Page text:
Code:
MergeChroma(aWarpSharp2(depth=30))
What do we gain over just running aWarpSharp2 directly? A more subtle, accurate sharpening?

Code:
Crop(12,0,0,-10)
This is a different crop from the first vid (didn't take off the top and right this time) even though the source was the same - I suppose I'd have to use the crop that works 'best' for the entire video...

Other than all of that: can you confirm what the terminology is to describe these things? Is the first example just 'flicker'? (I always thought that this referred to a sort of strobing light effect?) Is the second example a tracking error or a dropout? What causes the 'rips' that the attached scripts fix? Are they always called 'rips'?

Quote:
Originally Posted by sanlyn View Post
By the way, what's that garbage on the left-hand border of the samples ? ? ?
Yeah, I thought that looked weird - was hoping you could tell me

Thanks for your detailed response, much appreciated!



Last edited by bilditup1; 06-12-2017 at 05:35 PM.
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  #5  
06-12-2017, 07:31 PM
sanlyn sanlyn is offline
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Quote:
Originally Posted by bilditup1 View Post
I'd like to respond but really have no clue??? how this works. Thanks, though.
The main routine in themnaster1's script is similar to the FixRips routines, just not nearly as aggressive but keeps more detail.

Quote:
Originally Posted by bilditup1 View Post
I understand that modern TVs overscan by default but the video could easily be viewed on a computer, tablet, etc. It seems a waste to hardcode black pixels if it could be avoided. It is also purportedly? results in a less efficient encode, aside from the bits wasted on black pixels.
A border of black pixels takes up a fraction of the databits as the same area of image data, because the black pixels are a single color value and they all look alike. Image data is far more complex than a black border. You can encode several seconds of pure black starter frames for a mere smidgen compared to several seconds of "real" image data. The "dropout" mp4 has 136 full color frames, but all of them are alike: look at the small encoded file size. I've seen JPG picture files bigger than that.

Videophiles and pros would preserve the original core image content as much as possible, for both archival and geometric reasons. Users differ. Adding black pixels is less trouble and angst than resizing, IMHO. But they're your videos.

Quote:
Originally Posted by bilditup1 View Post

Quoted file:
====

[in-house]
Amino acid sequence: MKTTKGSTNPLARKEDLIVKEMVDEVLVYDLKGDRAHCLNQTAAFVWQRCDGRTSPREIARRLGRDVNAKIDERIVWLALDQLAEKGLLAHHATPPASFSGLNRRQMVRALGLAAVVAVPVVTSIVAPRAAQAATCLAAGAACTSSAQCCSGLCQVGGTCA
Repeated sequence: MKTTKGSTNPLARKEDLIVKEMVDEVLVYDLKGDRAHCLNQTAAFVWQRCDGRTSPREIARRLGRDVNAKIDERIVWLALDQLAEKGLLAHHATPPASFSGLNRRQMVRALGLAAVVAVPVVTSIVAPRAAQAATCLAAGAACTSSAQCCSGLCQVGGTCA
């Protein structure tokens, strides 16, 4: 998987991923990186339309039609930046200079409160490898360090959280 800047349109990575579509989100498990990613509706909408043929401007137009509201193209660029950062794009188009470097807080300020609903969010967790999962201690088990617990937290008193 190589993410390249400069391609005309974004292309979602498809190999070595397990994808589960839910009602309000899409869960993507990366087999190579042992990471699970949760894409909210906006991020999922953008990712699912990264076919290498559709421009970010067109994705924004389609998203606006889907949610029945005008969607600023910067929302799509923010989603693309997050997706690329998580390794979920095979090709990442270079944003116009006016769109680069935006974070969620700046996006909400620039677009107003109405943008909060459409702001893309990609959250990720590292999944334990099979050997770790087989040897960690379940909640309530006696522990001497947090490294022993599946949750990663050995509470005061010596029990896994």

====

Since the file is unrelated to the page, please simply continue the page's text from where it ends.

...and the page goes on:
Quote:
Originally Posted by sanlyn:
The flicker in your rainbow sample (it's not rainbows) is from gross oversaturation of the V channel, with mistracking making it worse. Red exceeds RGB 255, so it looks discolored and even worse when played back in RGB used by all playback devices.
Should I have tried to check and attempt to account for this during capture? I used VirtualDub's histogram to make sure the Y values were valid per your guide but I suppose there isn't an easy way to do this for color/it's easier to just use ColorYUV to fix later?
Yes, it's difficult to judge oversatuation with a luma-only histogram. It's also difficult to adjust the contrast of a single channel during capture using anything but shop-grade industrial software. Usually it would be addressed in post processing.

Quote:
Originally Posted by bilditup1 View Post
Did I miss something? Was there 'progressive material' in video production thirty years ago? Were there non-linear editors?
Yes to both. Ever heard of film? How many VHS tapes and TV shows were made from movie film (and still are), a progressive medium invented in the 1880's. People have been making interlaced slide shows from progressive images since the days of Microsoft DOS and early Macs. Both of the posted samples appear to be made from still shots. If you load the samples in virtualDub and mount a deinterlacer, you'll see that the images will display different distortions per field, but they don't basically move. If you were to make a slide show from photos, all of your frames would look progressive even if you encode as interlaced; the two fields in such interlaced frames will be the same image.

Quote:
Originally Posted by bilditup1 View Post
Do you recommend fast-forward/rewinding several times in order to get a good pack? I didn't know that that was the process. Do you think I should cap again?
You might get smoother tape flow and fewer disaster points. Considering the condition of the tapes, I'd say that just about anything might help, but you'll still get glitches. The fewer the better, and easier.

Quote:
Originally Posted by bilditup1 View Post